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Restaurant Review: The Pig on the Beach

By

Gail Lacey

April 1, 2019

Cuisine

Uncomplicated local, seasonal

Location

Dorset, at the tip of the Isle of Purbeck

Ambience

5

out of 5

Service

5

out of 5

Taste

4

out of 5

We didn't so much arrive as we were hurled through the front door by Storm Freya as she rampaged her way across the foot of England. And as we landed windswept and chilled on the doormat, it was as if we had stepped through the doors of the Narnia wardrobe and arrived in another world. All was cosiness and comfort.

A wood burner glowed cheerily in the hearth. Family groups were enjoying tea and cake, mature couples were deep into newspapers and crossword puzzles, and young professionals down from the big smoke for the weekend chatted happily and snuggled up on squashy sofas. Truly a haven from the storm.

The decor at this, the only seaside hotel in the Pig group, is not quite Country House, more Granny's house. Fringed lampshades, vintage china, cast iron radiators, roll top baths and melamine light switches are all designed to take you back to the holidays of your childhood, just with buckets more comfort and spades more style.

The staff couldn't be more helpful or more charming. Low key, unfussy yet efficient they are earnestly eager to help you have a good time. No formal uniforms here, they are dressed mostly in jeans, setting the bar for the dress code which is entirely at your discretion.

Meals, like the hotel itself, are simple and uncomplicated. They are served in an orangery-style extension to the main house with scrubbed tables and a relaxed, bistro style atmosphere which makes this a popular haunt not only for those staying but for locals too. On a wet and blustery Sunday evening in March, the dining room was full to bursting.

The pride of The Pig on the Beach is the 25-mile menu. It's a cornucopia of Dorset goodness served up with foraged finds and home-grown vegetables of every shape and hue. At least 80% of the fresh ingredients are sourced locally or indeed from the hotel's own impressive kitchen garden.

Hand drawn menu showing the locality of the pub's ingredients.
The sea at dusk on a calm evening.

A map on the back of the menu details all the local delicacies served and where they come from. We enjoyed starters of sea-fresh Potted Jurassic Coast Mackerel with Forced Rhubarb and a board of soft and delicate morsels of smoked and cured 'Homegrown' meats made by a curing company just 14 miles away.

You would expect pork on the menu, and the Middle White Tomahawk Pork Chop is surely the king of pork chops. It is cut to include a strip of pork belly, so that the whole weapon-shaped hunk is almost the length of wrist to elbow. It's cooked gently and remains soft and yielding, served with Savoy Cabbage and a Mustard Cream Sauce. The salad we ordered as a side was entirely unnecessary.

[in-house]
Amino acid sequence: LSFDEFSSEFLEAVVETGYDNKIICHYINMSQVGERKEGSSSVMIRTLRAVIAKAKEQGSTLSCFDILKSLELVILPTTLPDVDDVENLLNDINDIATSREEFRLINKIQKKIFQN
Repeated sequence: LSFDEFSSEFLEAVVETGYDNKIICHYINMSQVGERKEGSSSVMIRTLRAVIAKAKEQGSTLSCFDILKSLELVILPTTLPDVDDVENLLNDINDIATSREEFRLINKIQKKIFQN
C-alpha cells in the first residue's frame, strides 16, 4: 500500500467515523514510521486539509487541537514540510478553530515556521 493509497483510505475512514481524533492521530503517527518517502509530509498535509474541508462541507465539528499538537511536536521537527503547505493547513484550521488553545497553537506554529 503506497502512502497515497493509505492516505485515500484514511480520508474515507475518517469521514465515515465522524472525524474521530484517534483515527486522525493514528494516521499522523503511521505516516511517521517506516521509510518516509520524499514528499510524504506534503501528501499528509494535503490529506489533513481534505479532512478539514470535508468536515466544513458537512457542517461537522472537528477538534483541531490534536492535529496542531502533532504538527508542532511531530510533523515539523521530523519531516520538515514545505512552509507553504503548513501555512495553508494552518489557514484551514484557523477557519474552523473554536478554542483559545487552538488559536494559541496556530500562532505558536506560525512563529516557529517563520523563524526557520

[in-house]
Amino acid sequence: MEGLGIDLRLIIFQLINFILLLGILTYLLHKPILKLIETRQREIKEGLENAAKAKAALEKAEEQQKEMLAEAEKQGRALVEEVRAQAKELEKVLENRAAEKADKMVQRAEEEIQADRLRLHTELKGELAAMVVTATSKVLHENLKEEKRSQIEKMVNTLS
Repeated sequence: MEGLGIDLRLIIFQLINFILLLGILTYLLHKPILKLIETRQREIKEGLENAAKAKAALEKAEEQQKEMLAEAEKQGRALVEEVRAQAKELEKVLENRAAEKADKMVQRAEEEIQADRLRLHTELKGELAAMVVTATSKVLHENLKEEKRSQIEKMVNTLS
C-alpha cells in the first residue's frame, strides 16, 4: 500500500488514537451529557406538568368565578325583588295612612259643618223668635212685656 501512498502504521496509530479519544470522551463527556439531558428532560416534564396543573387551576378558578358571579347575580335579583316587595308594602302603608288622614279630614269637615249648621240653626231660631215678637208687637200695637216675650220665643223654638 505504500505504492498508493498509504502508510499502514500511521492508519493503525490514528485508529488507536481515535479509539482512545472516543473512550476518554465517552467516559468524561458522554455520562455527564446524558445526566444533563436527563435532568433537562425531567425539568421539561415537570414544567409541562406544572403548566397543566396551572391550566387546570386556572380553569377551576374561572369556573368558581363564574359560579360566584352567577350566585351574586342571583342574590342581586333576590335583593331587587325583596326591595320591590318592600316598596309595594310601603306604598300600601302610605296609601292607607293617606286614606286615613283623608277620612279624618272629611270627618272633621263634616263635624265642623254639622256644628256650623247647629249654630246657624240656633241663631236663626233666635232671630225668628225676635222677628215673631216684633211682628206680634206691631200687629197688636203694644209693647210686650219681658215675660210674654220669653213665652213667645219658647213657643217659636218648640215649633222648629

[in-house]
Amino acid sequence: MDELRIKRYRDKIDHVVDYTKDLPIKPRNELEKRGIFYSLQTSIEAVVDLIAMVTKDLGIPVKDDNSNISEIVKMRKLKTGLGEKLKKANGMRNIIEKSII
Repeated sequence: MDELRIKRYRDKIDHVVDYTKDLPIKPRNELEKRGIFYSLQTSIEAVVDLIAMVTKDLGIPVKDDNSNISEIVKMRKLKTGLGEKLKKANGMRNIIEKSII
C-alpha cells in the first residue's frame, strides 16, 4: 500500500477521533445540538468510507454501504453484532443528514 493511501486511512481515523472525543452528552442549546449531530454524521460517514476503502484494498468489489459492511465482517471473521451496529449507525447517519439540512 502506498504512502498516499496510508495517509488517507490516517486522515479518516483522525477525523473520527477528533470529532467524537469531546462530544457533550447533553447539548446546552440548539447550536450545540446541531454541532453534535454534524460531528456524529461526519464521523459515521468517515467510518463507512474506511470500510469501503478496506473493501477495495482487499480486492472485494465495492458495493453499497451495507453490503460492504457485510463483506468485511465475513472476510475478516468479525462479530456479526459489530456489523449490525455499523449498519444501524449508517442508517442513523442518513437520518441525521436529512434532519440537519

This is just the place to bring a vegetarian or vegan friend. There are many such dishes to choose from, each in two sizes, so you can pick them as a starter or as a main course. Bromham Cauliflower Gnocchi caught my eye, but I was seduced by the Piddle Valley Chicken Breast with red wine, smoked bacon and mushrooms. It was unctuous and soft with a sweet, savoury and smoky jus that managed to be neither too rich nor too heavy.

Chicken in a rich red wine sauce with triple cooked chips.
A juicy looking tomahawk pork chop and triple cooked chips.

We both ordered Thrice Cooked Chips which were perhaps the only disappointment of the night - ok, but not as crisp on the outside and soft on the inside as they might have been. Puddings were big on flavour but not on size, which is just how I like them. Rhubarb and Ginger ice cream with a snappy pig-shaped gingernut was refreshing and delicious, and a Drowned Ice Cream with Mascarpone, Conker Cold Brew Coffee and Hazelnut Cake combined all these classic flavours in a dark and creamy bowl of contrasting temperatures and textures.

It was the next morning, after Freya had packed her bags and set off for distant shores, that we discovered the most spectacular part of this hotel's charm. Pulling back the curtains to our spacious room, the view took my breath away. Old Harry Rocks on the far right, the majestic sweep of Studland Bay, the twinkle of Bournemouth across the water, the beach huts stretching away to the left along the National Trust shoreline and as far as you can see - the sea. The sea.

You can sit in big wooden armchairs on the lawns and admire the beauty from a distance or you can walk or cycle for miles. Bicycles and wellies can be borrowed and maps are provided. For those who would like a little pampering, treatments are offered in two Shepherds Huts which have to-die-for views of the coast.

We were only there for one night, but the Pig on the Beach has a way of making you feel you've escaped the real world for much longer. We'll be back.

The Pig on The Beach, Manor House, Manor Road, Studland, Swanage, BH19 3AU

Phone: 01929 450288, visit: thepighotel.com

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